Politicians must always choose their words wisely. Words, even more so than images, help brand a politician and sell his or her agenda. It’s a clever bit of marketing that goes as far back as Aristotle, who explained that trust and wisdom are key components of persuasion, and it’s employed every day on Madison Avenue. Even apolitical entities like the military use fancy words like “redeployment” to disguise the reality of retreat and defeat. When words are used to intentionally confuse, manipulate or mislead people, however, that’s when choosing your words carefully quickly turns into propaganda.
The Bush administration has been especially crafty in choosing words and constructing phrases to further its agenda. The word “surge” was introduced into the public lexicon early last year when George W. Bush attempted to sell his escalation of the war in Iraq to a skeptical and war-fatigued nation. Last week, Mr. Bush—who has been utterly opposed to setting any kind of timetable for withdrawal from Iraq—finally agreed to such a timetable after Iraqi Prime Minister Nouri al-Maliki made it clear that the time for U.S. forces to exit was nearing. Of course, he didn’t use the words timetable or timeframe; he used the painstakingly chosen phrase “time horizon.”
Bush’s (ab)use of words has been pretty transparent. It’s kind of like a little kid denying he’s been stealing cookies from the cookie jar when he’s got crumbs all over his face. John McCain, however, has a different problem with words: there are the ones that regrettably slip out of his mouth (“Maybe that’s a way of killing them,” he said in jest when informed by a reporter that cigarette imports to Iran have increased); there are the ones that come in the form of alleged past misogynistic jokes (about Chelsea Clinton’s appearance, about how women enjoy being beaten and raped); there are the ones that are misstated (about his own voting record with U.S. war veterans, about the difference between foreign terrorists and native insurgents, about where Afghanistan and Iraq are located, about which football team’s names he used to mislead his captors in Vietnam); and then there are the ones he can’t seem to find at all (about his voting record on birth control and insurance companies).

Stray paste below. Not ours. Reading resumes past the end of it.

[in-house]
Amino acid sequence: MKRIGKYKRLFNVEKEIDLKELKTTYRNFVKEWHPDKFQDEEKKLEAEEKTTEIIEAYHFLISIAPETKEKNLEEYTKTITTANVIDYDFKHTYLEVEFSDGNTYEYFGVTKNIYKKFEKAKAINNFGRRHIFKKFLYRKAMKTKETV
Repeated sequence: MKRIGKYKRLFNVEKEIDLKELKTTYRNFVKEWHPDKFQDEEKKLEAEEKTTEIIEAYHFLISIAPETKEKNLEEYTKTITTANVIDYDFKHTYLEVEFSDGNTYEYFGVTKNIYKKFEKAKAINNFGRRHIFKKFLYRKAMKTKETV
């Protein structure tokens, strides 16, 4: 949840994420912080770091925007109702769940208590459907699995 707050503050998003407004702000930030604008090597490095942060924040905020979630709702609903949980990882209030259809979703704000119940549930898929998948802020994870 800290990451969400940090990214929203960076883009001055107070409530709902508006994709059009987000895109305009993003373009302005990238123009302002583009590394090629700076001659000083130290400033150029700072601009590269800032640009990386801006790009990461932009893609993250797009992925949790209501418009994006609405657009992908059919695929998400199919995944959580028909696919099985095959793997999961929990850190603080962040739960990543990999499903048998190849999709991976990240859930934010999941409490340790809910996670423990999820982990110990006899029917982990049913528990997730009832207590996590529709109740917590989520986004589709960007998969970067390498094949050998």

During an interview with Katie Couric on the CBS Evening News on Monday night, McCain was asked about Barack Obama’s assessment of the escalation—err, surge. McCain asserted that without the surge, the Sunni Awakening—the uprising of former insurgents against al-Qaeda—would not have been possible, completely ignoring the fact that the surge was implemented months after the awakening began. (His answer, it should be noted, was delivered with a self-satisfied smirk.) For reasons unknown, CBS edited out McCain’s response and replaced it with an answer from earlier in the interview, in which McCain once again repeated his claim that Obama is willing to lose the war in order to win the election.
During a press conference today, McCain attempted to explain away his gaffe by claiming that he was using a much broader, until-now-unspoken definition of the word “surge,” which encompasses the U.S.-led counter-insurgency in the Anbar province of Iraq that began months before Bush ever even introduced the idea of the surge to the public—and even longer before the additional troops (most of which were sent to Baghdad, not Anbar) arrived in Iraq. Aside from the convenient presence of the word “surge” in “insurgency,” the two events were all but entirely independent. Watching McCain dig himself deeper into that proverbial hole made a universal truth even truthier: When you play with words, the words usually win.
This blog entry was originally published on Slant Magazine on the date above.